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François COUPERIN (1668-1733)
La superbe [7:50]
Concert instrumental sur le titre d’Apothéose, composé à la mémoire immortelle de l´incomparable Monsieur de Lulli (1725) [27:53]
Le Parnasse, ou L’apothéose de Corelli (1724) [12:03]
La Sultane [9:02]
Gli Incogniti/Amandine Beyer (violin)
rec. 2014, Théâtre des Quatre Saisons, Gradignan, France.
Reviewed as 16-bit lossless download from eClassical.
HARMONIA MUNDI HMC902193 [57:16]

In early eighteenth-century France, the apothéose was a musical tribute, often featuring a mythological programme as with the two works here. Related to the generally shorter tombeau, the best known of this type of work is not from this period, but from three centuries later: Maurice Ravel’s tribute to Couperin.

The specific reasons for the composition of the two Apothéoses is not known. They are obviously homages to the most important composers of the late seventeenth century, but each was long dead, more than thirty years in the case of Lully. Couperin was a passionate believer in a merger of the French and Italian sonata styles, and it is suggested that these grand works were a way of “publicising” that idea. Indeed, in the Lully work, the programme depicts Lully ascending to Parnassus (Heaven) where he meets Corelli, and is persuaded by Apollo to join forces, leading to an air where the two composers, represented by the two violins, “accompany” one another. The two works are skilful portrayals of the styles of the composers, without being pastiche.

In some ways, I enjoyed the short sonatas that started and ended the recording more than the main works, especially La Sultane, itself possibly a tombeau. I suspect this is because there is a melody role for the viola da gamba, meaning that there is greater contrast and richness than the other works where only the violin has the melody.

This was my first encounter with Gli Incogniti and Amandine Beyer, a French Baroque ensemble with serious historically informed practice credentials. They have received glowing reviews here for their recordings of Corelli, Vivaldi and Matteis on Zig Zag Territoires; this is their first release on Harmonia Mundi. Brian Wilson briefly mentioned it on its release in a Download News, and given the universal praise enjoyed by the group, I thought I should have a listen and provide a fuller review.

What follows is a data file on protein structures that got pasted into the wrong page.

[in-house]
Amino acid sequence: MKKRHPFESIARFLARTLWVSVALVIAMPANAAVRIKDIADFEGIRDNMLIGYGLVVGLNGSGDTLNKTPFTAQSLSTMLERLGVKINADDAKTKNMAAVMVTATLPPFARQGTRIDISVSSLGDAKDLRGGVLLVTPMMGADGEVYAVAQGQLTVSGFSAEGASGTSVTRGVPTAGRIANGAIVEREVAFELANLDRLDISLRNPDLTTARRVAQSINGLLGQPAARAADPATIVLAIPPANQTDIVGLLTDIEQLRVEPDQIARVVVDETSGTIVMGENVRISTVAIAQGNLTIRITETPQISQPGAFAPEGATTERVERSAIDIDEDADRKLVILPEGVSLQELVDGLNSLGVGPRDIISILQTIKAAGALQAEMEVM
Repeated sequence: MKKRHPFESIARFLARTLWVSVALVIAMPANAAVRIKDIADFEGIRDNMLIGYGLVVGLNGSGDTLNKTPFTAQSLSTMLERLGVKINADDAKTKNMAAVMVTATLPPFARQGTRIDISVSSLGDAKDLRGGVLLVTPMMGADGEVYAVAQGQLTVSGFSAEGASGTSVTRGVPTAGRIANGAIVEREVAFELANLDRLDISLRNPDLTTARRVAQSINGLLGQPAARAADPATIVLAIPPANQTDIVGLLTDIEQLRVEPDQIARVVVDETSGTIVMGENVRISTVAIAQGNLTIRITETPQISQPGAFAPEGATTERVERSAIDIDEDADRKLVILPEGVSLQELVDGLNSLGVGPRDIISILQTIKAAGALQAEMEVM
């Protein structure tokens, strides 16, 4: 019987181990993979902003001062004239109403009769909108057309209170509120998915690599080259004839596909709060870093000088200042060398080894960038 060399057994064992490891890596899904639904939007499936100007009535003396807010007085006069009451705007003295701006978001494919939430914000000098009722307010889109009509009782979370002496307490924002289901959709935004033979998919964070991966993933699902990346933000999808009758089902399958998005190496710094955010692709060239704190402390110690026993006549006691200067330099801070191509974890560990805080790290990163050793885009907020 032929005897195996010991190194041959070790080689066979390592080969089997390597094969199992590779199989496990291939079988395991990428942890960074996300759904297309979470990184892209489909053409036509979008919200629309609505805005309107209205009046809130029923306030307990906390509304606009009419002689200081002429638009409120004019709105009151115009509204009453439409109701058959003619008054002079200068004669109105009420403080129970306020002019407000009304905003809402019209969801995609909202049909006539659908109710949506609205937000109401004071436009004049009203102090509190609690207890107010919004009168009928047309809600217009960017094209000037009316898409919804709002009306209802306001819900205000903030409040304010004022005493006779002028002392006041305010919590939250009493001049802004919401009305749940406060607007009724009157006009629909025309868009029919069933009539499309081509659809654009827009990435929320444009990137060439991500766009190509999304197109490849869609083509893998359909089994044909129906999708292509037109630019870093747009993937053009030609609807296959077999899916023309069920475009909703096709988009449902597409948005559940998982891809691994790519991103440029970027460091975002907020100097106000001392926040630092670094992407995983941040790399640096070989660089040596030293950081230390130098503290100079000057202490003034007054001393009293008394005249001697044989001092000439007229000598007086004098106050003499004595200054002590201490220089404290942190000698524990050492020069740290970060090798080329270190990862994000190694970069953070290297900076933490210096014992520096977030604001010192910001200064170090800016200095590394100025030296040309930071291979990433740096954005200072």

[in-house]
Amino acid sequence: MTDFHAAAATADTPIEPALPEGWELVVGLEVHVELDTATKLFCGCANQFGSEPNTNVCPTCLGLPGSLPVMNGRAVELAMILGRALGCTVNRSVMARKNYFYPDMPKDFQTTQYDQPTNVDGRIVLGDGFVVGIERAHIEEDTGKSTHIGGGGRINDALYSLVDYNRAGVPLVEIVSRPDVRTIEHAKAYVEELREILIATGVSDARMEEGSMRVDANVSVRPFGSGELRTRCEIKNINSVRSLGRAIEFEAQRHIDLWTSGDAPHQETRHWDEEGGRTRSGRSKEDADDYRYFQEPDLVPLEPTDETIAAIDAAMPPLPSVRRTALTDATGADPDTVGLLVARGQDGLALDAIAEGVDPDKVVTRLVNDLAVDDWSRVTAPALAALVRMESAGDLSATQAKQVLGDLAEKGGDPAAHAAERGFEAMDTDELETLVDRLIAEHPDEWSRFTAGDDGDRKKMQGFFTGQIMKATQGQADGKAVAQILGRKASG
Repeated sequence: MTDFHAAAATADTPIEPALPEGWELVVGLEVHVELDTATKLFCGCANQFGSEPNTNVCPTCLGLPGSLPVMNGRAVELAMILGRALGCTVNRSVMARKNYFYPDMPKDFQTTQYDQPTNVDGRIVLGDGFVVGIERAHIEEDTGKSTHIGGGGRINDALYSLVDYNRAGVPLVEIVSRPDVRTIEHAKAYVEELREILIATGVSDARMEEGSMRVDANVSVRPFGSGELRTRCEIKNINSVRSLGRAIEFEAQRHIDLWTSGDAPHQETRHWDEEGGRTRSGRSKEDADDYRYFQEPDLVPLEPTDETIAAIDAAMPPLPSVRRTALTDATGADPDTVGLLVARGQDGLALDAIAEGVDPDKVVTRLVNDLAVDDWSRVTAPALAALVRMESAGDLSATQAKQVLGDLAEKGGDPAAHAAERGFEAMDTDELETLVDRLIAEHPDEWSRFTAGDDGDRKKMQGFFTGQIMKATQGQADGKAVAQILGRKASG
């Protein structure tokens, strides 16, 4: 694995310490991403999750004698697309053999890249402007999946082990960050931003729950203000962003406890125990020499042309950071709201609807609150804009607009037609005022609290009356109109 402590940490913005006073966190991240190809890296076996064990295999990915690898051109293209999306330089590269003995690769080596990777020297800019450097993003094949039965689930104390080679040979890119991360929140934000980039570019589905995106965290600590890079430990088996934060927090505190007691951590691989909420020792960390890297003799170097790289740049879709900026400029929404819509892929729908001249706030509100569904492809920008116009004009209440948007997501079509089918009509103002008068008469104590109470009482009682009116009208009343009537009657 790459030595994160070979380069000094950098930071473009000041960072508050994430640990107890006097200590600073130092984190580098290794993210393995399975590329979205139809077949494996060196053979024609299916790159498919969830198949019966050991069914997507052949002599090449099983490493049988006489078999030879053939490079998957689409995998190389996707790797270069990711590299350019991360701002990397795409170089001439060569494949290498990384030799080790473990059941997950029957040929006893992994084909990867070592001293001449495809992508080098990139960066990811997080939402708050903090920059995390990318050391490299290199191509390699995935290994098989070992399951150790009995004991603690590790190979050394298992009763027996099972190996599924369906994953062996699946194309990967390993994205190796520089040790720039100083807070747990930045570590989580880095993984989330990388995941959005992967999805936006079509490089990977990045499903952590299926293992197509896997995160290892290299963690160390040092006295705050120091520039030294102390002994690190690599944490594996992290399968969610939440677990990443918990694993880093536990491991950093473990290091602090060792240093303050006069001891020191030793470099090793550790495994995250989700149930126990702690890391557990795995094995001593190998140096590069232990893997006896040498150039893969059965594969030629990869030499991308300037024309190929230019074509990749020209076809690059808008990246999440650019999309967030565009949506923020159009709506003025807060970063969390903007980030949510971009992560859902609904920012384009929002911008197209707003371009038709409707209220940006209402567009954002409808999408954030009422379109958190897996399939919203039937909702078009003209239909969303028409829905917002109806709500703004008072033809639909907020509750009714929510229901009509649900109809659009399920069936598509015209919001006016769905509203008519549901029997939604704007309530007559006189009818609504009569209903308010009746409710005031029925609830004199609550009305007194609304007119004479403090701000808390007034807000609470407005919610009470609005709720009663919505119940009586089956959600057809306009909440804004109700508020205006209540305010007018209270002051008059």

They have a quite distinctive sound, particularly director Amandine Beyer’s violin, which is quite high and at times strident, and I’m afraid that I found it a little tiring on first listen. I presume it is a consequence of the pitch they tune at, and let me make it clear that I’m not for a moment questioning intonation, which is rock-solid. It is simply the consequence of their interpretation of HIP, and a few more listens allowed my ear to adapt. The togetherness of the group and the joie de vivre of the performances is really splendid.

The most obvious alternative to this recording is that of London Baroque on BIS (CD1275 – review), which only differs in couplings by swapping La superbe for another Couperin sonata, La Steinerque. London Baroque has made a series of recordings for BIS of trio sonata from various countries, which have been well received here. The most relevant here is that of eighteenth-century France (BISCD1855 - review). The reviewer’s comment regarding needing less caution in the faster movements is instructive. I’ve found in my listening to London Baroque, both in the trio sonata series and the Apothéoses disc, is that they always err on the slow side. The sound they make is gorgeous – much easier on the ear than Gli Incogniti – but the lack of variation in the tempos does become a little tedious. The other drawback as far as I’m concerned with London Baroque’s Apothéoses recording is the inclusion, at the start of each movement, of the title, spoken in French. The BIS booklet doesn’t explain why this should be – presumably it was part of the original manuscript, so that the listener would know what the music was portraying. In a live performance, I could see this working, but in a recording, it is simply irritating.

The booklet notes are less than useful. Perhaps it is partly a matter of translation, but the two articles, one of them by Amandine Beyer, tend to play up the philosophical and metaphysical aspects of the fanciful programmes, rather than discuss the musical aspects.

While it took me a while to come to terms with the sound of Gli Incogniti, I can see why their recordings have been so well received. I intend to seek out their Vivaldi and Corelli.

David Barker



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